While these ideas have shifted to some degree, I can’t see the English becoming laissez fare enough about privacy to embrace a kitchen on full display to passersby. (Adding to the confusion, I reckon you’d have people constantly trying to wander in under the impression that it was a deVOL showroom!) Sydney, on the other hand, is another story…

  2. as our high streets are disappearing fast, I think this is wonderful article to see how shops can be converted. I’ve never wanted to live in a converted chapel but always had a yen for a converted shop. super ! changing layout, budget allowing, is also a win win in the right hands.

  3. Charming house. Love the pink bedroom! Yikes! at the prices. And my first thought was, how many people come to the front door thinking it is a shop? Cheers from Canada!

  4. I know this street. I know we’re not meant to raise eyebrows at prices, but I say this with a nod to sanity: the pricing on this house comes out at £10, 700 per square metre. That is placing this on a par with the most expensive plots in London, and around 25 – 30% more than the median price per square metre for sold houses in this postcode. That is asking a lot of cafe curtains and some interesting paint effects.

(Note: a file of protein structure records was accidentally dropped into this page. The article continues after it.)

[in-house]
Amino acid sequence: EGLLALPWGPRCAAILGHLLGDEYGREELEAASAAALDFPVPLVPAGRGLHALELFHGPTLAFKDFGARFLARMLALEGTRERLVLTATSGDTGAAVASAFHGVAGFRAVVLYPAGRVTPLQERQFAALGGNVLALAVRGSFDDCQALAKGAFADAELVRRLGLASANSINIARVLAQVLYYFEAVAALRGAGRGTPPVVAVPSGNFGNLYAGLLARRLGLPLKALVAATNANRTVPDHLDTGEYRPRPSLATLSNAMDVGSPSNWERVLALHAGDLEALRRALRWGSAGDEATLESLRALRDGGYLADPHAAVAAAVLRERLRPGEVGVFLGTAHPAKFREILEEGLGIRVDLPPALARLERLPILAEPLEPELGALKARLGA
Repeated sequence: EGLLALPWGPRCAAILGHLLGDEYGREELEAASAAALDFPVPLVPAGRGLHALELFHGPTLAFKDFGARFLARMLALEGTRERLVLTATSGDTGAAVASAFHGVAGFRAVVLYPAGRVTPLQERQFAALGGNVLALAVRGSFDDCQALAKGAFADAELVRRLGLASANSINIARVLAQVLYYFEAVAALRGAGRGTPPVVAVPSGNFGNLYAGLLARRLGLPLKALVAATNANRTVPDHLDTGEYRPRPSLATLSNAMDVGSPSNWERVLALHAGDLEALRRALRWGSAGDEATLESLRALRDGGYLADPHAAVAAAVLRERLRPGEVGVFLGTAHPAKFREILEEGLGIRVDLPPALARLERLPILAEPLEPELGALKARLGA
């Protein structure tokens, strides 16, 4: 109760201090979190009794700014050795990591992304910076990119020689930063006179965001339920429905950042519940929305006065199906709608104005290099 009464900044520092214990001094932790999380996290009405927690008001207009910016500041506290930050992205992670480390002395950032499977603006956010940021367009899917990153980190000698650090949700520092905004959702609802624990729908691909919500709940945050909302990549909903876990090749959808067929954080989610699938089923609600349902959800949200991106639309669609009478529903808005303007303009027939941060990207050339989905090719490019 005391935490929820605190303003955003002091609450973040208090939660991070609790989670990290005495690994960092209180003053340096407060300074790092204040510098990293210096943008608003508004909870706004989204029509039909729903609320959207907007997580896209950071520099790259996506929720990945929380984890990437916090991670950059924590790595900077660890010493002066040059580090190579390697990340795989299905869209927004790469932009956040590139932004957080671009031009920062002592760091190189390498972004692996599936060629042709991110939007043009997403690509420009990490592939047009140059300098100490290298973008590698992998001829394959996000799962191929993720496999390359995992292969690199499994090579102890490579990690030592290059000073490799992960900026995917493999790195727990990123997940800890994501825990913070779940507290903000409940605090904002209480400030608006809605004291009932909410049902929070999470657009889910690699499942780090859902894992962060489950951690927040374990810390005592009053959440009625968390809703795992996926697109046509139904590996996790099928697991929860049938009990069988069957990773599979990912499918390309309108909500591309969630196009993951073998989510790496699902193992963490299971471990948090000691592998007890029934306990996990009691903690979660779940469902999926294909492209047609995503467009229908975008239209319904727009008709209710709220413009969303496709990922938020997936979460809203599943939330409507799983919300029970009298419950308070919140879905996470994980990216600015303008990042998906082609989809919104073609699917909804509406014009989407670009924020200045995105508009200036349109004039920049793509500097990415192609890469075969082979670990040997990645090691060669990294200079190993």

1. Thank you for this. I love this house and it’s especially useful as it’s quite similar to my own, but I did think the price was exceptional (even for London) and you’ve confirmed that really clearly.

      1. It’s always useful to look at price per square metre. There’s a good website called House Metric which uses Land Registry data to generate various charts for prices in postcodes and even – I think – streets. There are others, but House Metric is nice and clear for non-statisticians.

      2. I too live in the area and agree the price is insanely punchy. There’s no way they’ll get the number of viewings needed to move a house in this market. I can see close to £200k being lopped off before they shift it. Best of luck to them though because they’ve done a lovely job with the place.

  5. What I really love are the box pleats used for the cafe style curtain in kitchen, this really elevates them and brings an elegance I’ve not seen before

    1. I know this street too – and what’s more, remember when it was a watch repair shop. My grandmother used to clean for a doctor and his sister in one of the ‘big houses’ nearby.. during school holidays she would take me with her and when she’d finished (if I’d been very good!) she’d take me for lunch in a small restaurant near the watch shop. Memories..
      Love what’s been done to it to turn it into a living space.